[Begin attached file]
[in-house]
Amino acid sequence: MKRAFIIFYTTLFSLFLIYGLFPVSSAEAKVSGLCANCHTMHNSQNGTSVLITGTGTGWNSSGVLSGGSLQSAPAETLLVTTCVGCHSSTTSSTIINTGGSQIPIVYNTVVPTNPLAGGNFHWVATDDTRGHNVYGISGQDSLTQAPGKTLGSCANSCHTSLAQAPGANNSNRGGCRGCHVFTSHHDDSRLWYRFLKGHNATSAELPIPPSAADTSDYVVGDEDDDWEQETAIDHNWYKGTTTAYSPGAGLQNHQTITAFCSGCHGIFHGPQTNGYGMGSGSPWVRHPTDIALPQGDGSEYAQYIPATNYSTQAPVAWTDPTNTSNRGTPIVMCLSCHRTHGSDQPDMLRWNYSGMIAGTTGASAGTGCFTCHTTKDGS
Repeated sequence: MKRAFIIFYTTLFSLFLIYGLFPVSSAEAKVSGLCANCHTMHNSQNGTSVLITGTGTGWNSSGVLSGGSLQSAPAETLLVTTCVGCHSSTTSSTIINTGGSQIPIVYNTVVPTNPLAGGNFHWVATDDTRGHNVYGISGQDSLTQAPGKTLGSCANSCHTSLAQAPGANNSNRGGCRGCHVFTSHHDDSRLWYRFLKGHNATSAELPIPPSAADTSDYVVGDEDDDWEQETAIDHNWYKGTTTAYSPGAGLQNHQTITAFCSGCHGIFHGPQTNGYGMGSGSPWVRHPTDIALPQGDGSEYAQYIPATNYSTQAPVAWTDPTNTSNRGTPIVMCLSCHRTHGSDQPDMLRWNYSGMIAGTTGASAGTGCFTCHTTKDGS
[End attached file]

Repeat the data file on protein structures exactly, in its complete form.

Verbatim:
[in-house]
Amino acid sequence: MKRAFIIFYTTLFSLFLIYGLFPVSSAEAKVSGLCANCHTMHNSQNGTSVLITGTGTGWNSSGVLSGGSLQSAPAETLLVTTCVGCHSSTTSSTIINTGGSQIPIVYNTVVPTNPLAGGNFHWVATDDTRGHNVYGISGQDSLTQAPGKTLGSCANSCHTSLAQAPGANNSNRGGCRGCHVFTSHHDDSRLWYRFLKGHNATSAELPIPPSAADTSDYVVGDEDDDWEQETAIDHNWYKGTTTAYSPGAGLQNHQTITAFCSGCHGIFHGPQTNGYGMGSGSPWVRHPTDIALPQGDGSEYAQYIPATNYSTQAPVAWTDPTNTSNRGTPIVMCLSCHRTHGSDQPDMLRWNYSGMIAGTTGASAGTGCFTCHTTKDGS
Repeated sequence: MKRAFIIFYTTLFSLFLIYGLFPVSSAEAKVSGLCANCHTMHNSQNGTSVLITGTGTGWNSSGVLSGGSLQSAPAETLLVTTCVGCHSSTTSSTIINTGGSQIPIVYNTVVPTNPLAGGNFHWVATDDTRGHNVYGISGQDSLTQAPGKTLGSCANSCHTSLAQAPGANNSNRGGCRGCHVFTSHHDDSRLWYRFLKGHNATSAELPIPPSAADTSDYVVGDEDDDWEQETAIDHNWYKGTTTAYSPGAGLQNHQTITAFCSGCHGIFHGPQTNGYGMGSGSPWVRHPTDIALPQGDGSEYAQYIPATNYSTQAPVAWTDPTNTSNRGTPIVMCLSCHRTHGSDQPDMLRWNYSGMIAGTTGASAGTGCFTCHTTKDGS